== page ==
Plans for new homes in Woodingdean back gardens

Planners are at odds with neighbours who have welcomed an application to build four homes in long back gardens.

Friday, 4th January 2019, 8:33 am
Updated Thursday, 10th January 2019, 2:28 pm
Downs Valley plans, Image by Alter & Co Architects

Brighton and Hove City Council officials have opposed the plans for four detached houses in three neighbouring back gardens in Downs Valley Road, Woodingdean.

They have advised councillors to turn down the application when the council’s planning committee meets next Wednesday (January 9).

They said that the four houses were too close together, would generate increased traffic and overlook neighbours.

A report to the committee said: “The proposal would fail to respect the prevailing character of the locality and would cause significant harm to the character and appearance of the area.”

A previous application was refused in June for the same reasons.

Planning consultants Lewis and Co said that the gaps between the proposed new homes had been increased since the previous application – and the houses had been redesigned with open brick fronts to prevent overlooking.

Rottingdean Coastal Conservative councillor Mary Mears wrote in support of the application on behalf of Woodingdean residents.

She called for the decision to be made by the Planning Committee if officials felt that they could not back the scheme.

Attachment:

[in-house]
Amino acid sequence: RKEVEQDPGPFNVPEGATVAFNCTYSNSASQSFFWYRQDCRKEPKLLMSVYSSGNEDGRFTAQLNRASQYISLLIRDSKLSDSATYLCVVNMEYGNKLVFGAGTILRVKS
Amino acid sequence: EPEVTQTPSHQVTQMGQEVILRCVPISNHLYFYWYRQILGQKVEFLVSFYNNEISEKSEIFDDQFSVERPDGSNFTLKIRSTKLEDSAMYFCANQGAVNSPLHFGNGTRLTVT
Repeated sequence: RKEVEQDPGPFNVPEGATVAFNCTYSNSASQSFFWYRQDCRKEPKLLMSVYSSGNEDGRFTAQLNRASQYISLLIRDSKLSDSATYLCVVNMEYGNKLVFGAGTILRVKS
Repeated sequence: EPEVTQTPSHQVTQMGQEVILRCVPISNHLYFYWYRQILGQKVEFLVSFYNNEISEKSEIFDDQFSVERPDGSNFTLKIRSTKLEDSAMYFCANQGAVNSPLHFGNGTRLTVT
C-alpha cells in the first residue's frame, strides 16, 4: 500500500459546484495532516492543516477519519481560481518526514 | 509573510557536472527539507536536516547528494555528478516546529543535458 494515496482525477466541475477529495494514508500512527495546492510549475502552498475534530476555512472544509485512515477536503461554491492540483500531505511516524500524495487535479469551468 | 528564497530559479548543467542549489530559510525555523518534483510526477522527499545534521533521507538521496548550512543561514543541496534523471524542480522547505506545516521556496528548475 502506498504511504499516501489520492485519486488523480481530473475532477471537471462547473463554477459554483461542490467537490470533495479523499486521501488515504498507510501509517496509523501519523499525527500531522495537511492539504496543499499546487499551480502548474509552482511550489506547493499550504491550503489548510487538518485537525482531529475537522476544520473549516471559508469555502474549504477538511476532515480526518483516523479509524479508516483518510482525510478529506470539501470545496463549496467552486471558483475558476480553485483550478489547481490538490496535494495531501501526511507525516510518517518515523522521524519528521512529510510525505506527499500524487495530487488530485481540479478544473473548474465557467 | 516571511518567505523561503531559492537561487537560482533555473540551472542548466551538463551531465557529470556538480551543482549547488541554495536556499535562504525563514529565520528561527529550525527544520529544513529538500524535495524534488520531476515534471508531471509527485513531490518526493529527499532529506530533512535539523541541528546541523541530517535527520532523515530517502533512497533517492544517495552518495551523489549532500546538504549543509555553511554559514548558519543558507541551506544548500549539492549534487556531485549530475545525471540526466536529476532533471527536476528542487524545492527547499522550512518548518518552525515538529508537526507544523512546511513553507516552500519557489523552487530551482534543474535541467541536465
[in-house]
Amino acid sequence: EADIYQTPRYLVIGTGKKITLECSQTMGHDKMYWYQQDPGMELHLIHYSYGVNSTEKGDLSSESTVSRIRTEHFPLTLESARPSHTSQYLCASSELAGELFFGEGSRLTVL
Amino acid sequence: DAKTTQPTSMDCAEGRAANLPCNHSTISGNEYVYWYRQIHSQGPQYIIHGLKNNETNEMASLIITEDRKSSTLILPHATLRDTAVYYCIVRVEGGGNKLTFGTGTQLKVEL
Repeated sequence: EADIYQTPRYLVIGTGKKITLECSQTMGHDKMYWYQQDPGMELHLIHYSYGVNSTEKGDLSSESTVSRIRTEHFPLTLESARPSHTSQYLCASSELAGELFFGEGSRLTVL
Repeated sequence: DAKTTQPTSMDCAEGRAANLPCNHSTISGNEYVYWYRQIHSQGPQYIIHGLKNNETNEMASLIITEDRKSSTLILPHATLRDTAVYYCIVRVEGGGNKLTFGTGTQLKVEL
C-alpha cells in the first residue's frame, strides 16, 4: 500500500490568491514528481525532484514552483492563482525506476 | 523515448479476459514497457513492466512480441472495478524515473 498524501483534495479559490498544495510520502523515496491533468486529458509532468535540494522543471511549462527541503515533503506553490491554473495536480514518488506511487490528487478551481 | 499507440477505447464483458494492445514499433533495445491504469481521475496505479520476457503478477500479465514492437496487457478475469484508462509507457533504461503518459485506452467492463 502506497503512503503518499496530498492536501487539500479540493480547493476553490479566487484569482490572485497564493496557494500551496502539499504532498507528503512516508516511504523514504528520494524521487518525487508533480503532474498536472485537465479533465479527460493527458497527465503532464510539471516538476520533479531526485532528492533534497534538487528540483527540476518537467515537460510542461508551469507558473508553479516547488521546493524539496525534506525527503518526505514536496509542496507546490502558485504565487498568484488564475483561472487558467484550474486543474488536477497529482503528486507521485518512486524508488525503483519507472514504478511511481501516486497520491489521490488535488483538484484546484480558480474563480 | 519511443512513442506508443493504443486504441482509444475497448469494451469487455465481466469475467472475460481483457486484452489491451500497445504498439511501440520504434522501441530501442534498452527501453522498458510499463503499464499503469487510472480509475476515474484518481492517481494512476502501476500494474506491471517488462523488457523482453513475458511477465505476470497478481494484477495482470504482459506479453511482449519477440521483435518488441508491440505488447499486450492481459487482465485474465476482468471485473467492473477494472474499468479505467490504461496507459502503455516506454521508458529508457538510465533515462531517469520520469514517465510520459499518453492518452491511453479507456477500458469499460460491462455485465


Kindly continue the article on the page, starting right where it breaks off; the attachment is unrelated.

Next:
Councillor Mears said: “I believe the proposed development is suitable for the site in terms of size and materials, and note this is a second improved application.

“The development will also assist in the council’s shortfall of proposed housing units.”

Councillor Mears wrote on behalf of Woodingdean Conservative councillor Steve Bell, who was away and unable to respond to the application within the deadline, and fellow Woodingdean Tory councillor Dee Simson, who cannot intervene as she is currently serving as mayor.

Neighbours have sent nine letters of support for the project and one against.

Those for the scheme said that it made good use of long gardens, provided much-needed homes and was in keeping with the area.

The neighbour objecting was concerned about loss of privacy and increased traffic.

The application is due to go before the planning committee at Hove Town Hall next Wednesday (January 9). The meeting, which starts at 2pm, is open to the public.